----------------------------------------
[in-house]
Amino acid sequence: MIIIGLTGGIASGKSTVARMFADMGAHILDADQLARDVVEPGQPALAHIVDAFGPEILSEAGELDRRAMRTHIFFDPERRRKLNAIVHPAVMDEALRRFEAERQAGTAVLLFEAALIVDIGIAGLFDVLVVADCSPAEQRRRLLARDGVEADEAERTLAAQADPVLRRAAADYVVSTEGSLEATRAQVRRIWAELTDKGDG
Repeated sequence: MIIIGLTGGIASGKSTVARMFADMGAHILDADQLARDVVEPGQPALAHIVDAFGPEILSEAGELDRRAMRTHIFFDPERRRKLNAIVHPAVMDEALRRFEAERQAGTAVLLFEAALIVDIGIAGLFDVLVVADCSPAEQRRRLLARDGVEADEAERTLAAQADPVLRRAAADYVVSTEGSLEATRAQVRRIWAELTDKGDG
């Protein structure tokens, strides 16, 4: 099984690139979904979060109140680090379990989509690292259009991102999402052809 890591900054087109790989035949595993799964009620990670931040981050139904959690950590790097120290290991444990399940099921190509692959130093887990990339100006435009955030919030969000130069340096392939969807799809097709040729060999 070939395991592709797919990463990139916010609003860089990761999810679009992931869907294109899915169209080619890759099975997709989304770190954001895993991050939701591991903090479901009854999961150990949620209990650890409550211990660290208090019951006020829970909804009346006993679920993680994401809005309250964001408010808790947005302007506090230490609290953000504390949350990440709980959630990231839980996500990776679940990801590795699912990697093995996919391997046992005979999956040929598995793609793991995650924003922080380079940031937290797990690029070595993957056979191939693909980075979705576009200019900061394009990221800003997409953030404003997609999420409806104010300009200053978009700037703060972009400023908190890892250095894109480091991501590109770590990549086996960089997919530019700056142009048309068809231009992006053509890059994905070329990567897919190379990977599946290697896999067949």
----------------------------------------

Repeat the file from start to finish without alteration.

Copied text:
[in-house]
Amino acid sequence: MIIIGLTGGIASGKSTVARMFADMGAHILDADQLARDVVEPGQPALAHIVDAFGPEILSEAGELDRRAMRTHIFFDPERRRKLNAIVHPAVMDEALRRFEAERQAGTAVLLFEAALIVDIGIAGLFDVLVVADCSPAEQRRRLLARDGVEADEAERTLAAQADPVLRRAAADYVVSTEGSLEATRAQVRRIWAELTDKGDG
Repeated sequence: MIIIGLTGGIASGKSTVARMFADMGAHILDADQLARDVVEPGQPALAHIVDAFGPEILSEAGELDRRAMRTHIFFDPERRRKLNAIVHPAVMDEALRRFEAERQAGTAVLLFEAALIVDIGIAGLFDVLVVADCSPAEQRRRLLARDGVEADEAERTLAAQADPVLRRAAADYVVSTEGSLEATRAQVRRIWAELTDKGDG
């Protein structure tokens, strides 16, 4: 099984690139979904979060109140680090379990989509690292259009991102999402052809 890591900054087109790989035949595993799964009620990670931040981050139904959690950590790097120290290991444990399940099921190509692959130093887990990339100006435009955030919030969000130069340096392939969807799809097709040729060999 070939395991592709797919990463990139916010609003860089990761999810679009992931869907294109899915169209080619890759099975997709989304770190954001895993991050939701591991903090479901009854999961150990949620209990650890409550211990660290208090019951006020829970909804009346006993679920993680994401809005309250964001408010808790947005302007506090230490609290953000504390949350990440709980959630990231839980996500990776679940990801590795699912990697093995996919391997046992005979999956040929598995793609793991995650924003922080380079940031937290797990690029070595993957056979191939693909980075979705576009200019900061394009990221800003997409953030404003997609999420409806104010300009200053978009700037703060972009400023908190890892250095894109480091991501590109770590990549086996960089997919530019700056142009048309068809231009992006053509890059994905070329990567897919190379990977599946290697896999067949």